Vestures are small projections from the secondary cell wall associated with tracheary elements of the secondary xylem. They are usually associated with bordered pits and characterize various angiosperm families, including important timber species such as Dipterocarpaceae and Eucalyptus trees. The micromorphology and distribution of vestures were studied in 22 species representing all families within the order Myrtales based on light and scanning electron microscopy. Vestures are consistently present near the outer pit aperture of bordered vessel pits, suggesting the synapomorphic character of this feature for the entire order. It is unclear in which geological period this feature originated in the evolution of the pre-Myrtalean lineages. In some species vestures are associated with inner pit apertures, inner vessel walls, simple perforation plates, depressions of the cell wall and bordered pits of tracheids or fibre-tracheids. A compact network of branched vestures almost completely filling the entire pit chamber is the most common vestured pit type in Myrtales, although considerable variation may occur within a wood sample. The micromorphology of vestures seems to some extent correlated with quantitative pit characters. Understanding the exact function of vestured pits with respect to hydraulic efficiency and safety remains a challenge.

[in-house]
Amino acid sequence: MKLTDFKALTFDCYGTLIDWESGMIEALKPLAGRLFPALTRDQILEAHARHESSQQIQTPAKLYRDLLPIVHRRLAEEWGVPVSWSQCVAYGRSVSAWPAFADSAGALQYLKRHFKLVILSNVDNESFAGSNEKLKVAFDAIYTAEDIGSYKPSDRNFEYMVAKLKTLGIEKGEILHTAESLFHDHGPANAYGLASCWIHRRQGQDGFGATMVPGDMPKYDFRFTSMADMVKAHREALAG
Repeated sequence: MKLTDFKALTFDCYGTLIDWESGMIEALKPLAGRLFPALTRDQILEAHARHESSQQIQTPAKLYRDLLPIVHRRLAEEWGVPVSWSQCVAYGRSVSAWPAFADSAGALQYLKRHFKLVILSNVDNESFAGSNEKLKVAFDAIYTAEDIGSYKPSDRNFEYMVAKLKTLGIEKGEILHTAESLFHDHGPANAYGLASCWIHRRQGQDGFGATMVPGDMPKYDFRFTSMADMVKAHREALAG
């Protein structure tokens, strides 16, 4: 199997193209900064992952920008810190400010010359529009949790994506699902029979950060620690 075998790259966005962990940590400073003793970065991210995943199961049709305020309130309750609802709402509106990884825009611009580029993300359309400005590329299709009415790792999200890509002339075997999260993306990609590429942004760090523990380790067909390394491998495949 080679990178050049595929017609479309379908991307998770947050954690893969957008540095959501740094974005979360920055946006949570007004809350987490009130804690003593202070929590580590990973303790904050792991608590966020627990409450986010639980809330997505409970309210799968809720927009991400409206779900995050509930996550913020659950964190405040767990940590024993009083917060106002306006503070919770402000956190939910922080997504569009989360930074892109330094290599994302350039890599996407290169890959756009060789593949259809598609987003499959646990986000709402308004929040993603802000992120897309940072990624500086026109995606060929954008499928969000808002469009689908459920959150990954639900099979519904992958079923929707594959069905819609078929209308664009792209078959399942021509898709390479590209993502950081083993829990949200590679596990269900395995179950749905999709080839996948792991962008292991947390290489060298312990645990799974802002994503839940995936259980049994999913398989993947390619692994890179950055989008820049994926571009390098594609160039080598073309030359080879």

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Journal of Tropical Forest Science
Staff publications

Jansen, S., Pletsers, A., Rabaey, D., & Lens, F. (2008). Vestured pits: a diagnostic character in the secondary xylem of Myrtales. Journal of Tropical Forest Science, 20(4), 147–155.